Molecular and General Genetics MGG

, Volume 224, Issue 1, pp 91-100

First online:

Light-harvesting proteins of diatoms: Their relationship to the chlorophyll a/b binding proteins of higher plants and their mode of transport into plastids

  • Arthur GrossmanAffiliated withCarnegie Institute of Washington
  • , Annamaria ManodoriAffiliated withMolecular Biology 151-S, Veterans Medical Center
  • , Donna SnyderAffiliated withCarnegie Institute of Washington

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We have cloned and characterized members of a gene family encoding polypeptide constituents of the fucoxanthin, chlorophyll a/c protein complex, a light-harvesting complex associated with photosystem II of diatoms and brown algae. Three cDNA clones encoding proteins associated with this complex in the diatom Phaeodactylum tricornutum have been isolated. As deduced from the nucleotide sequences, these light-harvesting proteins show homology to the chlorophyll a/b binding polypeptides of higher plants. Specifically, the N-terminal regions of the fucoxanthin, chlorophyll a/c-binding proteins are homologous to the chlorophyll a/b binding proteins in both the third membrane-spanning domain and the stroma-exposed region between membrane-spanning domains 2 and 3. Like the chlorophyll a/b-binding proteins, the mature fucoxanthin, chlorophyll a/c polypeptides have three hydrophobic α-helical domains which could span the membrane bilayer. The similarities between the two light-harvesting proteins might reflect the fact that both bind chlorophyll molecules and/or might be important for maintaining certain structural features of the complex. There is little similarity between the N-terminal sequences of the primary translation products of the fucoxanthin, chlorophyll a/c proteins and any transit sequences that have been characterized. Instead, the N-terminal sequences have features resembling those of signal sequences. Thus either transit peptides used in P. tricornutum show little resemblance to those of higher plants and green algae or the nuclear-encoded plastid proteins enter the organelle via a mechanism different from that used in higher plants.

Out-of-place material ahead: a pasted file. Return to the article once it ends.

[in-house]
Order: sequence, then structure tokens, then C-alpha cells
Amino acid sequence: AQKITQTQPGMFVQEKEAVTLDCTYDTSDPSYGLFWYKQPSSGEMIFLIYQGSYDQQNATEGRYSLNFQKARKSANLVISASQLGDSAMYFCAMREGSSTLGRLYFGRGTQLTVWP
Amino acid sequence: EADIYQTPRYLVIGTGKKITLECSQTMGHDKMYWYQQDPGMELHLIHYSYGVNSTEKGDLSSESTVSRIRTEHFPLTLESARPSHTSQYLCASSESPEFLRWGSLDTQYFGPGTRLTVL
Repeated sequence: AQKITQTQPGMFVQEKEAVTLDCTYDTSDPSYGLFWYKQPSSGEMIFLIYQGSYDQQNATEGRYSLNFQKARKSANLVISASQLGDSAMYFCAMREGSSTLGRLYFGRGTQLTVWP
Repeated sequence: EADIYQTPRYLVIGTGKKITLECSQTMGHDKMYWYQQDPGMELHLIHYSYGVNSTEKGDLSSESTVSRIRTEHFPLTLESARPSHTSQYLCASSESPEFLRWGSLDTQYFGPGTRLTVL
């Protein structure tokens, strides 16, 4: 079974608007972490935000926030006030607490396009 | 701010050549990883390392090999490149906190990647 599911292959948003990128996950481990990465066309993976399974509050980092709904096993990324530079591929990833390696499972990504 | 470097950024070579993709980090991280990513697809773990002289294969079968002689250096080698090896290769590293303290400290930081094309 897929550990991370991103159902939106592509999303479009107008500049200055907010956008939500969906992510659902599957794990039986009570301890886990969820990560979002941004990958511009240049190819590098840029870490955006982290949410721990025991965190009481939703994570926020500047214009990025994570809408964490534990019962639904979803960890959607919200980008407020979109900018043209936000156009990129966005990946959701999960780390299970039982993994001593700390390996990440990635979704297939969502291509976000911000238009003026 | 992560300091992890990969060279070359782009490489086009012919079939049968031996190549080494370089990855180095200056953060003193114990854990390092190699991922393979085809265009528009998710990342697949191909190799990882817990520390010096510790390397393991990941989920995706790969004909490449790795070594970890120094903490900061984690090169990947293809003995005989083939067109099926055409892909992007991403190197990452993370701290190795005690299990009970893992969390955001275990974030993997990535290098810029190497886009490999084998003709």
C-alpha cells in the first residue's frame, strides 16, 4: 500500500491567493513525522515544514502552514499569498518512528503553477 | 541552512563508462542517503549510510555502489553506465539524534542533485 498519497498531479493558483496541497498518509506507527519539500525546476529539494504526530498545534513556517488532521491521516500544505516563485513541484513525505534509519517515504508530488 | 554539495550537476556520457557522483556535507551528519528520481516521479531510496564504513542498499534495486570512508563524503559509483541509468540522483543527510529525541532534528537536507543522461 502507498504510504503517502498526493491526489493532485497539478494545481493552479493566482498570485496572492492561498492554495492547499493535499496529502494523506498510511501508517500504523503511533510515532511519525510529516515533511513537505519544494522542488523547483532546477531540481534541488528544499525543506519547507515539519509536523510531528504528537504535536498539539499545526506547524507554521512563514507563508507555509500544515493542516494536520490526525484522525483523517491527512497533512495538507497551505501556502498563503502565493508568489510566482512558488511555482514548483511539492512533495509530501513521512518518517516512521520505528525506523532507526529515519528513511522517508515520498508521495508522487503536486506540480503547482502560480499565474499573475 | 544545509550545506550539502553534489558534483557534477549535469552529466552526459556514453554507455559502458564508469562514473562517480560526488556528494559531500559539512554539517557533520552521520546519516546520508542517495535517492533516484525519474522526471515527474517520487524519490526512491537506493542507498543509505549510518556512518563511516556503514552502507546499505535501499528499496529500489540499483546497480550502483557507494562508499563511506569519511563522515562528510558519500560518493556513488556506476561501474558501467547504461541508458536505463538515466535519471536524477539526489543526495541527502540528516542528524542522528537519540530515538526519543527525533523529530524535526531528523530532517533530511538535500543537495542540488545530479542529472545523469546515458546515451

Key words

Light-harvesting Fucoxanthin, chlorophyll a/c proteins Protein transport Chromophytic algae